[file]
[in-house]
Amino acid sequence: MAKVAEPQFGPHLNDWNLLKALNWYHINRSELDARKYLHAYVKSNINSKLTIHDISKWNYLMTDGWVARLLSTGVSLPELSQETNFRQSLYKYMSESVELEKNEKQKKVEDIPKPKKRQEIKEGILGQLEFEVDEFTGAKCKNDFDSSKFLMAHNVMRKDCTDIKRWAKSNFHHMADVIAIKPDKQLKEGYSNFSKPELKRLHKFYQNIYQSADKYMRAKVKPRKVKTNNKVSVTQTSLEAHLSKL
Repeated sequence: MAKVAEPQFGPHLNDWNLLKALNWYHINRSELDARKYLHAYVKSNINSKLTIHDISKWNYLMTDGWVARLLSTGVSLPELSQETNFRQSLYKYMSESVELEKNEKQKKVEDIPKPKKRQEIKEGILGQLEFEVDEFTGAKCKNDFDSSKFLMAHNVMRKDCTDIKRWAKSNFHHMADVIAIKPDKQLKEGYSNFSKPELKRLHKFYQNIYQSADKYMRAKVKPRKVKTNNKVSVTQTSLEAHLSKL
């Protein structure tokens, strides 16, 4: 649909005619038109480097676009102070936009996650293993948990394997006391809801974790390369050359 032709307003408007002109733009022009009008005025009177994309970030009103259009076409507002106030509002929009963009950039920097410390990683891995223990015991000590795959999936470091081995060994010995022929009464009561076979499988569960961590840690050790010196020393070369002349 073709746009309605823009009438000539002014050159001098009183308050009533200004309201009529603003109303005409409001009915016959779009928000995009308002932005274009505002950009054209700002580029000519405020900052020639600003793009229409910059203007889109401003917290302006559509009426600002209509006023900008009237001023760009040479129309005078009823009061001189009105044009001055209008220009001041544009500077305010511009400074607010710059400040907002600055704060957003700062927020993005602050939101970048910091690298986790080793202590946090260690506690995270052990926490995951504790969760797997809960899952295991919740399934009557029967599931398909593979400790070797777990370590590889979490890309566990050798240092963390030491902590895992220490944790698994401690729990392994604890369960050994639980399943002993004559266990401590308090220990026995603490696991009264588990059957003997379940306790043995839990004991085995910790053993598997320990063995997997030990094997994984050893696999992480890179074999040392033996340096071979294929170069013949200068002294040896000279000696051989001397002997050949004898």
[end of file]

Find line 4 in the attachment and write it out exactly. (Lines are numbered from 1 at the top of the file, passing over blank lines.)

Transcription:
């Protein structure tokens, strides 16, 4: 649909005619038109480097676009102070936009996650293993948990394997006391809801974790390369050359 032709307003408007002109733009022009009008005025009177994309970030009103259009076409507002106030509002929009963009950039920097410390990683891995223990015991000590795959999936470091081995060994010995022929009464009561076979499988569960961590840690050790010196020393070369002349 073709746009309605823009009438000539002014050159001098009183308050009533200004309201009529603003109303005409409001009915016959779009928000995009308002932005274009505002950009054209700002580029000519405020900052020639600003793009229409910059203007889109401003917290302006559509009426600002209509006023900008009237001023760009040479129309005078009823009061001189009105044009001055209008220009001041544009500077305010511009400074607010710059400040907002600055704060957003700062927020993005602050939101970048910091690298986790080793202590946090260690506690995270052990926490995951504790969760797997809960899952295991919740399934009557029967599931398909593979400790070797777990370590590889979490890309566990050798240092963390030491902590895992220490944790698994401690729990392994604890369960050994639980399943002993004559266990401590308090220990026995603490696991009264588990059957003997379940306790043995839990004991085995910790053993598997320990063995997997030990094997994984050893696999992480890179074999040392033996340096071979294929170069013949200068002294040896000279000696051989001397002997050949004898």